Mayen Mehta performs in My Heart Goes Thadak Thadak.
Photo credit: Andi Crown Photography
Brannavan Gnanalingam revisits his Bollywood awakening in light of Ahi Karunaharan’s latest play, My Heart Goes Thadak Thadak.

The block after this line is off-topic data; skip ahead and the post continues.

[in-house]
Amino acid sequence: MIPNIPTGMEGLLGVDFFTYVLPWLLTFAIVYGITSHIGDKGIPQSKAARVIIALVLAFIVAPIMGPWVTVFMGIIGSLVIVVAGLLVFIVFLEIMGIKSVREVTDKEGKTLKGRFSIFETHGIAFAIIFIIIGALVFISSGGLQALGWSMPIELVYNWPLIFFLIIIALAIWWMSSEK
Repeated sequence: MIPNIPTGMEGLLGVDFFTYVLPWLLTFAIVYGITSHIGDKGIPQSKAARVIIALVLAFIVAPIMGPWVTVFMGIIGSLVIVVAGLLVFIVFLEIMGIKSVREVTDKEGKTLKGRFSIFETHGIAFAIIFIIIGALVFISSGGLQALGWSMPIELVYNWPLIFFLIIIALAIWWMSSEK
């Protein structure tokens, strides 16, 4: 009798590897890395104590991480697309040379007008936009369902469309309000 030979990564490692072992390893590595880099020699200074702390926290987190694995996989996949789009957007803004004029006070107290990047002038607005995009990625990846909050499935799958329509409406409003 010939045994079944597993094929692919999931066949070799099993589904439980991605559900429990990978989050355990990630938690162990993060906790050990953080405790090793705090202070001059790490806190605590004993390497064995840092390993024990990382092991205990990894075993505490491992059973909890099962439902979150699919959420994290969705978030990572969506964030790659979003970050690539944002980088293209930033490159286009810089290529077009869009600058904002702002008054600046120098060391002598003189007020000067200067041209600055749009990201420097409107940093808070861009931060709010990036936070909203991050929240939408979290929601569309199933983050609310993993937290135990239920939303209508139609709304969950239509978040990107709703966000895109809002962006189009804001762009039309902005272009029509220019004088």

In 1990s Aotearoa, it was initially difficult to find Tamil films or Bollywood films to watch. For Sri Lankans like my family, Indian cinema dominated. People went on shopping sprees whenever they went back to Sri Lanka or India. What arose were almost black-market video stores, where an aunty or uncle down the road accumulated a vast treasure trove of VHSs and would share the videos around the community. It was there that my parents would get their films: Bollywood classics, devotional films, cheesy genre films, and some of the latest pirated hits. But they weren’t anything I ever watched – desperate to fit in in Aotearoa, I was never interested in watching what I thought were the same old moustachioed villains getting their comeuppance in films, featuring both extended and unnecessary fight scenes, and badly dubbed, cheesy romantic subplots.